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Explorer
Explorer
1,477 Views
Registered: ‎04-12-2012

Constraints necessary for synthesis

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Hello,

Vivado allows us to choose whether an XDC constraint file will be active during Synthesis, Implementation or both.

What type of constaints MUST be active for both ? 

 

1 Solution

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Historian
Historian
934 Views
Registered: ‎01-23-2009

Re: Constraints necessary for synthesis

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There are a couple of discussion points in this thread...

First, lets take the original question - should you have more than one constraint file. In general, I have two:

  • One for all timing constraints
    • This is used both for synthesis and implementation
    • This should include all timing constraints
  • One for all physical constraints
    • This is used for implementation only

The physical constraint file contains everything having to do with placement. This would include:

  • PACKAGE_PIN constraints for all ports
  • IOSTANDARD, SLEW, DRIVE, etc... for all ports
  • PBLOCK definitions (if any exist)
  • LOC constraints for any cells (if any exist)

While it is true that you can have all of these physical constraints along with the timing constraints in one file (the synthesis process will just ignore the physical constraints), there is an advantage to having them separate. If you have an synthesized (or implemented) design, and you need to change the physical constraints, then if they are in their own file (and the file is marked as being for implementation only), then the synthesis run will not be marked out of date - in other words, the tools will not need to re-run synthesis. If you have all the constraints in the same file (and hence the file is marked as being for synthesis and for implementation) then chagning anything in the file will result in the synthesis run as being marked out of date, and hence will need to be re-run. In a big design, this can waste a reasonable amount of time.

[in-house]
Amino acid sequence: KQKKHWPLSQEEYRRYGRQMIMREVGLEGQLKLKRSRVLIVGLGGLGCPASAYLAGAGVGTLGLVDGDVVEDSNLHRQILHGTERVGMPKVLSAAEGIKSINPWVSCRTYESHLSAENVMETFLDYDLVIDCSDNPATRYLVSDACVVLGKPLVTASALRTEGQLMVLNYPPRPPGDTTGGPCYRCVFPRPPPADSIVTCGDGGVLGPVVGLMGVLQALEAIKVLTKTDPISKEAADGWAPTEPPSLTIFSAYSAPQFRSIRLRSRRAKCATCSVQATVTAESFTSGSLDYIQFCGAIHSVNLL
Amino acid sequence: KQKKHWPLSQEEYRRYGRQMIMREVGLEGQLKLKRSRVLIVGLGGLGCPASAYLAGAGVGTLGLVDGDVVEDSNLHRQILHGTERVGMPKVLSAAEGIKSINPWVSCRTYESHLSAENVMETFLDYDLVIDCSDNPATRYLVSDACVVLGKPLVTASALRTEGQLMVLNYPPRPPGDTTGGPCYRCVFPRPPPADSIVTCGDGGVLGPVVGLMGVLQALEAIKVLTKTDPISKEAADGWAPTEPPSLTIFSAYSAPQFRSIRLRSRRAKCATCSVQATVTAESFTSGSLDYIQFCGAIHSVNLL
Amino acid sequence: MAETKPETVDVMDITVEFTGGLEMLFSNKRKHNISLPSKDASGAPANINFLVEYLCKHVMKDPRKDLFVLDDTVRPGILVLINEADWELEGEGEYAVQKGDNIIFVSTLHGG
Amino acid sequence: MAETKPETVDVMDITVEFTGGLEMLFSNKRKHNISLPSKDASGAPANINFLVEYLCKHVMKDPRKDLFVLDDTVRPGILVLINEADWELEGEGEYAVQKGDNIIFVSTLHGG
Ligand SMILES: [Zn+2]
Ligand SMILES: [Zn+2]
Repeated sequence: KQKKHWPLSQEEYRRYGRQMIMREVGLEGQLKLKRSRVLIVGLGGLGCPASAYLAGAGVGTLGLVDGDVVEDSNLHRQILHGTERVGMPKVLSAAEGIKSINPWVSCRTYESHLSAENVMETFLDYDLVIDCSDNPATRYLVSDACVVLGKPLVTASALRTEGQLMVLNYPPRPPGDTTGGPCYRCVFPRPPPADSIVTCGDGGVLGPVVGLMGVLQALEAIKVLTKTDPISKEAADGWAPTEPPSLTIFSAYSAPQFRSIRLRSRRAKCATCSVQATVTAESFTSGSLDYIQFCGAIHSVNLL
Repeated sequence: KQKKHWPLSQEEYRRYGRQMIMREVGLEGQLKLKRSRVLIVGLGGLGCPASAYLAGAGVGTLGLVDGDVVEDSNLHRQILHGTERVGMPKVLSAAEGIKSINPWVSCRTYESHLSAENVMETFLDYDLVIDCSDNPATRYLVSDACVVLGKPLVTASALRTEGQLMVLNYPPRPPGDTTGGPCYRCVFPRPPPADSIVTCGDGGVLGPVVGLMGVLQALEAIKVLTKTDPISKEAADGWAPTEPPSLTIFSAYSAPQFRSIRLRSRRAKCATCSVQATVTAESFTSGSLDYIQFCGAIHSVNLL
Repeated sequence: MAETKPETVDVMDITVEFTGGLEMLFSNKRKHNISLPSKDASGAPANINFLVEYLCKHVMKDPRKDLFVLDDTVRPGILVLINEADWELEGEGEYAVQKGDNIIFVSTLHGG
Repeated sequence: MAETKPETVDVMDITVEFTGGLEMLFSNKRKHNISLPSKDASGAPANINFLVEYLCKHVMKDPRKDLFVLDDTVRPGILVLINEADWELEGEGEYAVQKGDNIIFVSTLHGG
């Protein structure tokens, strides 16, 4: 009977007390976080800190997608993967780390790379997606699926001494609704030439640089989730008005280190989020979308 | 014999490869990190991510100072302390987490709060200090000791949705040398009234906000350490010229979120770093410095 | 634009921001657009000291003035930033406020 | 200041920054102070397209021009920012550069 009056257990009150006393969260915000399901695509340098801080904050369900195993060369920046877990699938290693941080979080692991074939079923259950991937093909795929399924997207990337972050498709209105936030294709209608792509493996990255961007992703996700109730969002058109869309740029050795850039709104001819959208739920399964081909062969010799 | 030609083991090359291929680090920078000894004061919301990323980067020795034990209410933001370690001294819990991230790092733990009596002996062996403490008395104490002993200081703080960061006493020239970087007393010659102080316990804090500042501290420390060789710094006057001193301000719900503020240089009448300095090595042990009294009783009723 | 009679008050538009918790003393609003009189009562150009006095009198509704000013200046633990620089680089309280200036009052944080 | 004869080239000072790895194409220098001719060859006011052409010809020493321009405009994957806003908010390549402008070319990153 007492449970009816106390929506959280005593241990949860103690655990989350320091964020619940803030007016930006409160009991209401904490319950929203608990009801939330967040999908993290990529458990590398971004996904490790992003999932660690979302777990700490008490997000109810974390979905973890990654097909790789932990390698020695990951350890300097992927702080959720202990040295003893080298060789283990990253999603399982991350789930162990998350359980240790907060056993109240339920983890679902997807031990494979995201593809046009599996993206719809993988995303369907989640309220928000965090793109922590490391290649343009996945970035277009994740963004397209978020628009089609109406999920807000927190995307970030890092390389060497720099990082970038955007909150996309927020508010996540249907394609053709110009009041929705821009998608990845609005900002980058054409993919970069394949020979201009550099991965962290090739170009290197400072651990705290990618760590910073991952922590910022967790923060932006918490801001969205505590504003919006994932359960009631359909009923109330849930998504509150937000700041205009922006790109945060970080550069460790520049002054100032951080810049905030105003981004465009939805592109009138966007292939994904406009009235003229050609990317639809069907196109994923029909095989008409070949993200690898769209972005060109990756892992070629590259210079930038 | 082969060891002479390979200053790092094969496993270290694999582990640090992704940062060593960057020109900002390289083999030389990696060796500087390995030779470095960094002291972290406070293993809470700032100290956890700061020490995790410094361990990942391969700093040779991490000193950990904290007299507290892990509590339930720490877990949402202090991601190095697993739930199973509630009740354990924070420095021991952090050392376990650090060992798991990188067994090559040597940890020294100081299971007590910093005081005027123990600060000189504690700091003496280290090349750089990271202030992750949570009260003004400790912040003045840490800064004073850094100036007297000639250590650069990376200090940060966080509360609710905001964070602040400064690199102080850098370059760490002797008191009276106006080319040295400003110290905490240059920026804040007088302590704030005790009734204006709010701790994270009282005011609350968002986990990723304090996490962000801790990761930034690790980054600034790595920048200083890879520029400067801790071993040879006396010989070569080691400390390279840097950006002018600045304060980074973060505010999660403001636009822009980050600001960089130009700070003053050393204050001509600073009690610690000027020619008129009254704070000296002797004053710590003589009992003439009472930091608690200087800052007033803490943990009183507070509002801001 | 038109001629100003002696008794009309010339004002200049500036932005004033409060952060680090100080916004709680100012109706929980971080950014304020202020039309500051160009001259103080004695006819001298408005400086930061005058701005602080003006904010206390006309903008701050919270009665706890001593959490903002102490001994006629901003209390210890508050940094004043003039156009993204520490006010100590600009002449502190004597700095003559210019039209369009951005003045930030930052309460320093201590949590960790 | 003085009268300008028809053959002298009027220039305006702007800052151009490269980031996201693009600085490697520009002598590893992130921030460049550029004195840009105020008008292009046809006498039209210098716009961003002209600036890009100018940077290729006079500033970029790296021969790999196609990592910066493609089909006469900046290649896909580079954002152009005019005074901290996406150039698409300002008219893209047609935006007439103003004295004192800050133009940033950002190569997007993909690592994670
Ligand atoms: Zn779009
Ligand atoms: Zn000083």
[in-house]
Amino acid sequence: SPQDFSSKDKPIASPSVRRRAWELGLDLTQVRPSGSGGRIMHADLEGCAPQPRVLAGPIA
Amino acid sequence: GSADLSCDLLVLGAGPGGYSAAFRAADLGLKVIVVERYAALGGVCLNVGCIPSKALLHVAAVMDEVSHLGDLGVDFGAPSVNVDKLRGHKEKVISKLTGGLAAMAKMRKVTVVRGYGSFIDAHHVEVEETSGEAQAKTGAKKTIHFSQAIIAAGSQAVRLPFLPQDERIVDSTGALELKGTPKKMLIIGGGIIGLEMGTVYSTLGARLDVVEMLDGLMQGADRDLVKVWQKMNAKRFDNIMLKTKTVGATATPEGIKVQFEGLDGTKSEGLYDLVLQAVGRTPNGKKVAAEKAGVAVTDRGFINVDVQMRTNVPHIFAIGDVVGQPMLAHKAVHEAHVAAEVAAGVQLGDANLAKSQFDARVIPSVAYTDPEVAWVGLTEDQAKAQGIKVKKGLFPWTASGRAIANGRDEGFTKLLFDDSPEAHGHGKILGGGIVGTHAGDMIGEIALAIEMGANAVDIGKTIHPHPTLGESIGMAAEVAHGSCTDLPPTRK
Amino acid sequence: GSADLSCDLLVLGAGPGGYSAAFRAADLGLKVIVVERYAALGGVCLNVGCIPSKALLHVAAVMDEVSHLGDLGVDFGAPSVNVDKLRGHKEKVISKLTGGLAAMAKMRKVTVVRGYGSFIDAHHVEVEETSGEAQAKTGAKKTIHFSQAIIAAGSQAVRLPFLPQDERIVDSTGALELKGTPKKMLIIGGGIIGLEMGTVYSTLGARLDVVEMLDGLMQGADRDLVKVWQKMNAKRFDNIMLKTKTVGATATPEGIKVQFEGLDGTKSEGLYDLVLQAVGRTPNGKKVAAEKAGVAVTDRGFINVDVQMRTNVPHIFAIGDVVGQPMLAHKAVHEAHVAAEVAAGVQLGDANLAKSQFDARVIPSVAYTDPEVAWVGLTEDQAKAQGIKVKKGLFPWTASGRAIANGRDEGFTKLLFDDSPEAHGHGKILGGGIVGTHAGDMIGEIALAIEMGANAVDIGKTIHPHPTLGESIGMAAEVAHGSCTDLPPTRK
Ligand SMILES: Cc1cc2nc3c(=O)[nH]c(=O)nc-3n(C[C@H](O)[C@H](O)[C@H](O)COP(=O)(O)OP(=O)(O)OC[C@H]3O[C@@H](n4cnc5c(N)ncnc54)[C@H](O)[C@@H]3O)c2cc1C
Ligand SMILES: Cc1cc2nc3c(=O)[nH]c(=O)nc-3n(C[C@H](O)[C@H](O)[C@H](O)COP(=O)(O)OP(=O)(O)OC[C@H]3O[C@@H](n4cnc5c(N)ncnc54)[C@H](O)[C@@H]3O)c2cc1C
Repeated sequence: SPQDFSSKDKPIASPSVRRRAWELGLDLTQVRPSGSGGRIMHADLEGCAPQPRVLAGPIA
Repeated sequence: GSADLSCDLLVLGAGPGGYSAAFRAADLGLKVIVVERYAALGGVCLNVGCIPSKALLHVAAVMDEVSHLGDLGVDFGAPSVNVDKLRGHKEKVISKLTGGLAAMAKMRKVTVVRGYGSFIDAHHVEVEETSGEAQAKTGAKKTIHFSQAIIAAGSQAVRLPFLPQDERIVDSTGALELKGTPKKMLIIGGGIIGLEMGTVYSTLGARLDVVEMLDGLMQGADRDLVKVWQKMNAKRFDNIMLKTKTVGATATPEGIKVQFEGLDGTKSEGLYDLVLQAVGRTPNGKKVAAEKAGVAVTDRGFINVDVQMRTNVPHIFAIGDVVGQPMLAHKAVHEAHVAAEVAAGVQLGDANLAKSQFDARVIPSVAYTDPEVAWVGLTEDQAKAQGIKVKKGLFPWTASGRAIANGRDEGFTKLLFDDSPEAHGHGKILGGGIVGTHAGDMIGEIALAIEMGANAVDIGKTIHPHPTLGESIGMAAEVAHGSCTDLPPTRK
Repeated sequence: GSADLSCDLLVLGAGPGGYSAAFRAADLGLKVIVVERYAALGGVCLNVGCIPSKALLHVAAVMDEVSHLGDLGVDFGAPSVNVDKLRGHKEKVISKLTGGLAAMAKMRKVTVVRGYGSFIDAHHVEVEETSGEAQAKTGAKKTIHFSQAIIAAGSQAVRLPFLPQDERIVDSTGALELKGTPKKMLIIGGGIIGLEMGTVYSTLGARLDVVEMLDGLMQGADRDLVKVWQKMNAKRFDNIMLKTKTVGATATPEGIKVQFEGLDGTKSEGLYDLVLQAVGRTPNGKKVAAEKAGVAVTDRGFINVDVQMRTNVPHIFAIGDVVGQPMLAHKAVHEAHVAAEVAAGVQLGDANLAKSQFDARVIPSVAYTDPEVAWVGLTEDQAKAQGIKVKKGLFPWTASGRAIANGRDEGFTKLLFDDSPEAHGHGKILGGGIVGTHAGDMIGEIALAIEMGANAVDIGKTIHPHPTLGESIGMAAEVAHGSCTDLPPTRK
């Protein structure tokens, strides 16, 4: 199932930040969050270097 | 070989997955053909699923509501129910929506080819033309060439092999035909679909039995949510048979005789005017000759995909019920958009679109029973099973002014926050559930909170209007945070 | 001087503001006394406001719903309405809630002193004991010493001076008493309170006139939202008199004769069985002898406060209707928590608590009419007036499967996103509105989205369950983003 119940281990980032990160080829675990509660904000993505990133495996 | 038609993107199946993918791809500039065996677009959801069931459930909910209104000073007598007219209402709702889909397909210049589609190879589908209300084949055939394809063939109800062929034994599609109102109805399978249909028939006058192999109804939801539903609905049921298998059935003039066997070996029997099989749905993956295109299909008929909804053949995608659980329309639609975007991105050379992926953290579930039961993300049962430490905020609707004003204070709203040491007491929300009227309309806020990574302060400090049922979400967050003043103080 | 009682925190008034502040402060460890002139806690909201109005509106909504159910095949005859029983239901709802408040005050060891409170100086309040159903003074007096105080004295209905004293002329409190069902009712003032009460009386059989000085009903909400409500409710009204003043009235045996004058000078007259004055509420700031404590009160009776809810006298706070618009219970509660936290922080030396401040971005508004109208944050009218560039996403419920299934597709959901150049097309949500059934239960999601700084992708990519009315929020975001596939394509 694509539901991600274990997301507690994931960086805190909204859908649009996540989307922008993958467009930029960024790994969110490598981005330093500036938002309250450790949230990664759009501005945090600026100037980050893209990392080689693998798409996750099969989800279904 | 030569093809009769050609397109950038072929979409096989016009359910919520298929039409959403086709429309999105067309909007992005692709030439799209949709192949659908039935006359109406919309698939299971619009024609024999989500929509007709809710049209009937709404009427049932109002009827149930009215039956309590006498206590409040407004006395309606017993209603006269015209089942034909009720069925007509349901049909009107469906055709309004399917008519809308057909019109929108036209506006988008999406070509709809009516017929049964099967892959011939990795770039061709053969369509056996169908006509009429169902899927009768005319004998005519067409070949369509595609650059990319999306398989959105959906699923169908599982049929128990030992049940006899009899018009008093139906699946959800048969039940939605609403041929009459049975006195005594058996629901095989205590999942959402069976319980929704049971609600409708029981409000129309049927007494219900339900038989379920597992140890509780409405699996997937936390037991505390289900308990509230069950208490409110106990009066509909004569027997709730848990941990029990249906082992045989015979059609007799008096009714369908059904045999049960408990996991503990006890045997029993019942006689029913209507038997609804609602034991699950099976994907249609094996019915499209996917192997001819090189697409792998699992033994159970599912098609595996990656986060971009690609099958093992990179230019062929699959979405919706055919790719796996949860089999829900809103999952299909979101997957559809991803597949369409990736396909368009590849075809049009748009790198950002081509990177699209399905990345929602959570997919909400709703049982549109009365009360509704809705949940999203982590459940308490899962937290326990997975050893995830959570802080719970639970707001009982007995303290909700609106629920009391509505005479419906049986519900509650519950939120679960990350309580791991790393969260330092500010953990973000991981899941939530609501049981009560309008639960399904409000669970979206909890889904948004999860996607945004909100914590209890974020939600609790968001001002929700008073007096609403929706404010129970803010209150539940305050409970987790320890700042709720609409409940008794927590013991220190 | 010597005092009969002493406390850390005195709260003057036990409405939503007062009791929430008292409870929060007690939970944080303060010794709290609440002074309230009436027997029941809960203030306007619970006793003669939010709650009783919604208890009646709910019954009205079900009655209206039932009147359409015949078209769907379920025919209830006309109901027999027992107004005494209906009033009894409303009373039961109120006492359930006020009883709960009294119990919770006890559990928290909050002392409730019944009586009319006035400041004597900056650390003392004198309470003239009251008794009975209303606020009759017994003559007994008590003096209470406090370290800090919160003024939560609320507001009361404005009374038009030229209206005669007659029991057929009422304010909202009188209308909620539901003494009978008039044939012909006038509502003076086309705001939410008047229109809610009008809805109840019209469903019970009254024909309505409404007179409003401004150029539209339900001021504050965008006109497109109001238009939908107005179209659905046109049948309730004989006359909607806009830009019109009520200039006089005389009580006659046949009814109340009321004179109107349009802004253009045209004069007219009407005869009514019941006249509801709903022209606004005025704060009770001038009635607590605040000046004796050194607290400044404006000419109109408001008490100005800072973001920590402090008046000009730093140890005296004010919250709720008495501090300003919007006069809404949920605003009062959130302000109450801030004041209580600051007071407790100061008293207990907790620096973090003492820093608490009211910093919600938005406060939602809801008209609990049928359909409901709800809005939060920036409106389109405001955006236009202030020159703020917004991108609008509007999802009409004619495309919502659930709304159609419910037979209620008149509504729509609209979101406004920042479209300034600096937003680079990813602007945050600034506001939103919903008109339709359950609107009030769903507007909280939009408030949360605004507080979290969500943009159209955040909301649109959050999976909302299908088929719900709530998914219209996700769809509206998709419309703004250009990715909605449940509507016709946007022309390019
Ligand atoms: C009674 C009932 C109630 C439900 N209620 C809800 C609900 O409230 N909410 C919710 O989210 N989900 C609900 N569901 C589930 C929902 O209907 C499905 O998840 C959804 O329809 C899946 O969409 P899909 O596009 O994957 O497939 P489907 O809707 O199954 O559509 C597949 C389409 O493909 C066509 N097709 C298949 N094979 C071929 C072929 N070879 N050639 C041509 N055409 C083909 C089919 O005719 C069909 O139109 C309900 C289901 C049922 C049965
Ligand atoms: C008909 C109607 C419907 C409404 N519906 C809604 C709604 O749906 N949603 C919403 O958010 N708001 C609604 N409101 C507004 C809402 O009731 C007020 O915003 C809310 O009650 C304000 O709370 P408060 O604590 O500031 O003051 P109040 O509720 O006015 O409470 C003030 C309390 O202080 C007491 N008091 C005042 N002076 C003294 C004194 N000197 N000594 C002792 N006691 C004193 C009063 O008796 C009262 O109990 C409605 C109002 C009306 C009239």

The second topic has to do with constraints that need to be applied differently during synthesis and implementation. When the design is first elaborated (during synthesis), a "generic technology" implementation of the design is created. This generic technology implementation (which can be viewed by doung an "Open Elaborated Design") is a fairly literal impementation of your RTL using generic netlist elements (registers, adders, incrementers, AND, OR, INV gates, etc...). Constraints are then applied to this generic netlist during the rest of synthesis, reading from constraint files that have the USED_IN_SYNTHESIS property set.

During synthesis, the design is converted to a netlist of Xilinx Basic ELements (BELs), and optimization is done. The result of this process is a different netlist. Depending on flow (project vs. non-project) the constraints are applied again on this BEL netlist either at the end of synthesis or the beginning of implementation, but only those constraints that are in files that have the USED_IN_IMPLEMENTATION property set.

These two netlists are different. Therefore it is possible to write constraints that will work during one pass, but not during the other. When this occurs:

  • You will get critical warnings for any constraint that can't be applied
  • More importantly, your design will not be properly constrained

So (in general) these are warnings that cannot be ignored - you have to fix them. The two ways of fixing them are having separate timing constraints for synthesis and implementation, with the synthesis ones being correct for the generic technology netlist and the implementation ones being correct for the BEL netlist. But, wherever possible, this should be avoided. The goal is to write constraints that will be able to be applied to both netlists.

To do this, you need to understand what is "preserved" through the synthesis process - what is guaranteed to be the same in the generic technology and BEL netlist:

  • Ports (top level ports of the design) are always preserved
  • Pins of hierarchical modules are always preserved if and only if flatten_hierarchy is set to "none"
  • Register cells are preserved if:
    • The registers are not optimized out because they are redundant
    • Register retiming (-retiming) is not enabled during synthesis
    • The registers are not merged into an SRL
    • Note: the names of the registers may be different if flatten_hierarchy is not set to "none"
  • Cells and pins of instantiated resources (clock buffers, MMCM/PLLs, instantiated RAMs unless they are optimized out, DSP cells, etc...) are preserved

That's pretty much it.